A Berlin art house that drew countless artists and tourists to its ramshackle charm has closed down after 22 years. Artists, supporters and tourists all over the world have been upset by the news, many saying it signals the end of Berlin’s alternative, bohemian appeal.
Berlin's KunsthausTacheles (art house Tacheles) had a long and varied history, it was built in the 1900s as a department store and was later used by the Nazis for meetings and holding political prisoners. After the fall of the Berlin Wall, it was taken over by a collective of artists who had kept it as an independent non-profit art house until it was evicted last week.
Tacheles was a five-storey tourist magnet in the Mitte district, the walls inside and out were adorned with graffiti and street art. Sculptures and bedraggled furniture were dotted around the space, and a man-made beach all added to its uniqueness.
While the legality of the artist collective occupying the building had always been shaky, in 2008 the collectives' lease on the building expired, as its last owner went bankrupt, causing the property to go under the forced administration of HSH Nordbank.
Since 2011 there has been serious eviction threats, which came to fruition in early September after squatters gave up the fight, after going to court, petitioning, protesting and trying to raise funds to buy the building themselves.
Wellington artist Dylan Bakker has been living in Berlin for the past three years, and was heavily involved in Tacheles, using it to create, exhibit and sell his work.
A screen printer and musician, he found one of the prominent traits unique to Tacheles was its openness to artists and tourists alike.
''Tacheles was an open, free space where the doors were never closed and anyone could come through. This promoted free art and collaboration from an international group of outsider artists.''
Tacheles allowed artists to produce work free of the commercial pressure that they may have found in other galleries. The worldwide fame of the Tacheles brought a broad audience, and artists could sell directly to the public.
Bakker called the eviction a sign of the times, saying it reflects Berlin succumbing to the pressures of gentrification.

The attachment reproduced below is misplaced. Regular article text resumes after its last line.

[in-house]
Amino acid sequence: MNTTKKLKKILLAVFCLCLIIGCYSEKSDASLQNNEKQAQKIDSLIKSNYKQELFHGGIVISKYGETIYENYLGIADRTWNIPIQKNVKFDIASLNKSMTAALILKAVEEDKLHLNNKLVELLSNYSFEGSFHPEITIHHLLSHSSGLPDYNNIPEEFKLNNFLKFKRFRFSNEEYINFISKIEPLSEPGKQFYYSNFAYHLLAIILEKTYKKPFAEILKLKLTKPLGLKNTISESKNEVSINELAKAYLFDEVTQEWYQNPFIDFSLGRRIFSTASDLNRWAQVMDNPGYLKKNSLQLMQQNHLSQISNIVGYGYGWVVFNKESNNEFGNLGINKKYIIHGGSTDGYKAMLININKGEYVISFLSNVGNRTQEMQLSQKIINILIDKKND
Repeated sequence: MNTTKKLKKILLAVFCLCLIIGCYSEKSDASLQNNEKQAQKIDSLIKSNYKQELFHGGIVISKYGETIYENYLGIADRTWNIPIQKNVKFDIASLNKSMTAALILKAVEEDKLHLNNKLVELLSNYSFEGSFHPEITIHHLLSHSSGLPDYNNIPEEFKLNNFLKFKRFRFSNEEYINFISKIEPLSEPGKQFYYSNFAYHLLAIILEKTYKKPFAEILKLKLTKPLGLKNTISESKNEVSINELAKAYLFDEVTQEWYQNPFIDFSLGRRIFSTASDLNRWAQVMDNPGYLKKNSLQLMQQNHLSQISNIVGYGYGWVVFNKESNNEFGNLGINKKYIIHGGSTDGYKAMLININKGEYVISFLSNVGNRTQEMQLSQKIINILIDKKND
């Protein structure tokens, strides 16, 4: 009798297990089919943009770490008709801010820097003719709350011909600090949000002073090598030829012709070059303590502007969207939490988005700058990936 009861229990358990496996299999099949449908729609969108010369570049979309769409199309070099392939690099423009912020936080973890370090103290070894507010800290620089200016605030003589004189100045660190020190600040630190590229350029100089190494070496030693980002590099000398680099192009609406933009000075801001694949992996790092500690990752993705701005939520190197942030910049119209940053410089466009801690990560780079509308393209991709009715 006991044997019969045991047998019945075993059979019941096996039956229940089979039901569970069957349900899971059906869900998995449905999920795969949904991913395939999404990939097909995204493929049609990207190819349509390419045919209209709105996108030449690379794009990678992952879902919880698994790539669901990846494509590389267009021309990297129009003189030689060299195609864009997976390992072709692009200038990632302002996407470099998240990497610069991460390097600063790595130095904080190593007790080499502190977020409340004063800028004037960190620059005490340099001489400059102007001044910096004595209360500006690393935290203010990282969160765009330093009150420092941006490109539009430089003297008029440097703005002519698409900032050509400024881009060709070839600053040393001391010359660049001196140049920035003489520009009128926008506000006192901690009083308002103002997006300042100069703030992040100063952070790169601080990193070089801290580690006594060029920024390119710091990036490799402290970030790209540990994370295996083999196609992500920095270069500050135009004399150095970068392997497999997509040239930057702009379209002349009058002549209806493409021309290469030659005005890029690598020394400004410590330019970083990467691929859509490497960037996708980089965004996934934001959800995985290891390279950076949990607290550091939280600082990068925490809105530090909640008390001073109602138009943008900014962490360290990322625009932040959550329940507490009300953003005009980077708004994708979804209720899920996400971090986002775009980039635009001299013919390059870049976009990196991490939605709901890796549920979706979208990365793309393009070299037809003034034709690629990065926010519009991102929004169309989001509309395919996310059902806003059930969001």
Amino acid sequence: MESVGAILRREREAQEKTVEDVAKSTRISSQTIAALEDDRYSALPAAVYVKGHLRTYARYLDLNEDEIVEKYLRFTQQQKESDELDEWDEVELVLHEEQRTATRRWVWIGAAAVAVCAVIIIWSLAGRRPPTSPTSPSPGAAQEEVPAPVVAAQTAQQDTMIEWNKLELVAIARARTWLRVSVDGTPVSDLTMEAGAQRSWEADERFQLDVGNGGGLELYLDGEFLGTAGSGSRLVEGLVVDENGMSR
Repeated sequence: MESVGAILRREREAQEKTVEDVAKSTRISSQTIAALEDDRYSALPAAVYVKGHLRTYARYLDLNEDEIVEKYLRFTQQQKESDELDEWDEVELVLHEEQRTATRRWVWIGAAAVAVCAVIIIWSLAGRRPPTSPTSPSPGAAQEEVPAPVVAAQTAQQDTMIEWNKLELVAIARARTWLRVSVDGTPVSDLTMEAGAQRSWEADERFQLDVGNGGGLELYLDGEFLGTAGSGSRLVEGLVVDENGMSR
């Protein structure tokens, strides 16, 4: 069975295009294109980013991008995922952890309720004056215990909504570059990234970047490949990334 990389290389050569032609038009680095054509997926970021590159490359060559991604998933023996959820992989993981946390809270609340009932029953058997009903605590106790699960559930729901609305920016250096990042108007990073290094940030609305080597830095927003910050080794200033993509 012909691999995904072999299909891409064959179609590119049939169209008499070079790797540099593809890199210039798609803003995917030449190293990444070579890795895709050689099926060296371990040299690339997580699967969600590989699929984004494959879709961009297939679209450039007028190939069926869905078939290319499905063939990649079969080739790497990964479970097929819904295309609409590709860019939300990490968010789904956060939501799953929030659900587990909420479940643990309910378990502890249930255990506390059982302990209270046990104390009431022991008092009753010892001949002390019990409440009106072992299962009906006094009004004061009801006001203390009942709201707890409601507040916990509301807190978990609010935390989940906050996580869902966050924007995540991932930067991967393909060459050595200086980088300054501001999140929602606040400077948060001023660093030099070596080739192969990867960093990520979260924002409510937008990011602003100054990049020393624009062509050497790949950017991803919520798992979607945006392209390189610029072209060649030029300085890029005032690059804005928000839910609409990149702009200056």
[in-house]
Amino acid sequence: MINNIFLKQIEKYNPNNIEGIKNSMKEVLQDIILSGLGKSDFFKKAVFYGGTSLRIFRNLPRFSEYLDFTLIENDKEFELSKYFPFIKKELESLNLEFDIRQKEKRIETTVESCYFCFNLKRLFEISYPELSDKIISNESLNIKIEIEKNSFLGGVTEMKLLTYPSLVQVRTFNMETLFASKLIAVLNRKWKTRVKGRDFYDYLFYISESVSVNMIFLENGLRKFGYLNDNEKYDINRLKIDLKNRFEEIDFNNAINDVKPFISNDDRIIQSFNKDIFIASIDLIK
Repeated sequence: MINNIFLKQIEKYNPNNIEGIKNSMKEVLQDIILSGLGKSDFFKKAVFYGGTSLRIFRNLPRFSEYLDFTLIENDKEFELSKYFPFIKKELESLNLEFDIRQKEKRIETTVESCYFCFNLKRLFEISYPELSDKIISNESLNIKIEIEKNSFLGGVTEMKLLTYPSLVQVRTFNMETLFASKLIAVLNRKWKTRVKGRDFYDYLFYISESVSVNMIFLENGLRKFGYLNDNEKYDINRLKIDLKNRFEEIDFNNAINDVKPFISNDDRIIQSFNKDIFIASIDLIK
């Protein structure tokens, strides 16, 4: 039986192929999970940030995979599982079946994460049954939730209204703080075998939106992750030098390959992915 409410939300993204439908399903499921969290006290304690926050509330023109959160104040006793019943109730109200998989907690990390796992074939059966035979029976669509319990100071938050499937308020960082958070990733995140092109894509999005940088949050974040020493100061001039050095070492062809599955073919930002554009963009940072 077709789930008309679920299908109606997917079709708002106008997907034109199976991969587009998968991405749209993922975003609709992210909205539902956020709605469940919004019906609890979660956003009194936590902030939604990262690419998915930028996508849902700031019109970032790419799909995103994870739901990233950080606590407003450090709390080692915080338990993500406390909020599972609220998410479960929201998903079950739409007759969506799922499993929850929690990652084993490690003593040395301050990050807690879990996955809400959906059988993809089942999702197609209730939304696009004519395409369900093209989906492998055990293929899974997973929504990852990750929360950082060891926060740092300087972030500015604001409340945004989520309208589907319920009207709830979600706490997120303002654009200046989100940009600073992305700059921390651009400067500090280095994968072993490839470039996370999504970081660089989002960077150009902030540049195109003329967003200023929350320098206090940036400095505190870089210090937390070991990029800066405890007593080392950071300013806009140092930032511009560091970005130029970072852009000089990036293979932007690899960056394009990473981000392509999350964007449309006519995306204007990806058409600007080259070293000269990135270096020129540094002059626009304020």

''Unfortunately the city sees in black and white, in dollar signs and capitalism, and it is natural that a place like Tacheles, which exists in between the lines, was under threat.''
Photographer Petrov Anher was also dedicated to campaigns to save it from closing, as he considered it one of the last remaining living symbols of the cultural identity of Berlin.
He believed the closure would leave a dent in what makes Berlin attractive for visitors and artists, and that Tacheles had helped put Berlin on the international art map.
While the Tacheles undoubtedly held significant culture and tourism pull, attracting people looking for the edgy, creative side of Berlin, its closure has sparked strong emotions from its fans, like New Zealander Sophie Hughes who visited late last year, and was moved by Tacheles' artistic and social importance.
''It was living and breathing - unlike a monument or a museum it has the ability to cross boundaries and continue to unite people and causes.''
As a tourist, she found it attractive because it gave her an understanding of these alternative ways of life, by directly interacting with the artists, which she says ''makes it so much more of an experience.''
''I think the space encompassed and represented the creative essence of Berlin, which in my opinion is a huge draw card for visiting in the first place, so in that respect it is a huge shame (it closed).’’
Likewise, New Zealand dancer Josephine Searles has visited Tacheles three times since February last year.
''When I first saw it, I hadn't even known of its existence, however I enjoyed it so much and thought it so iconic to Berlin that I brought friends to see it on subsequent trips.. it was unlike anywhere I had been before, and I had a lot of admiration for the concept and principles behind it.''
While the sprawling five-floor building can no longer host people like Hughes and Searles, the artists say they will keep creating their work in any spaces they can find in Berlin because, as Tacheles spokesperson Linda Cerna says, “Tacheles is more than a building, it is the strong belief in the freedom of art, the belief that without free and open spaces for art, there is no art.”
Sign of the times? Tragic loss? Both? Comment below.
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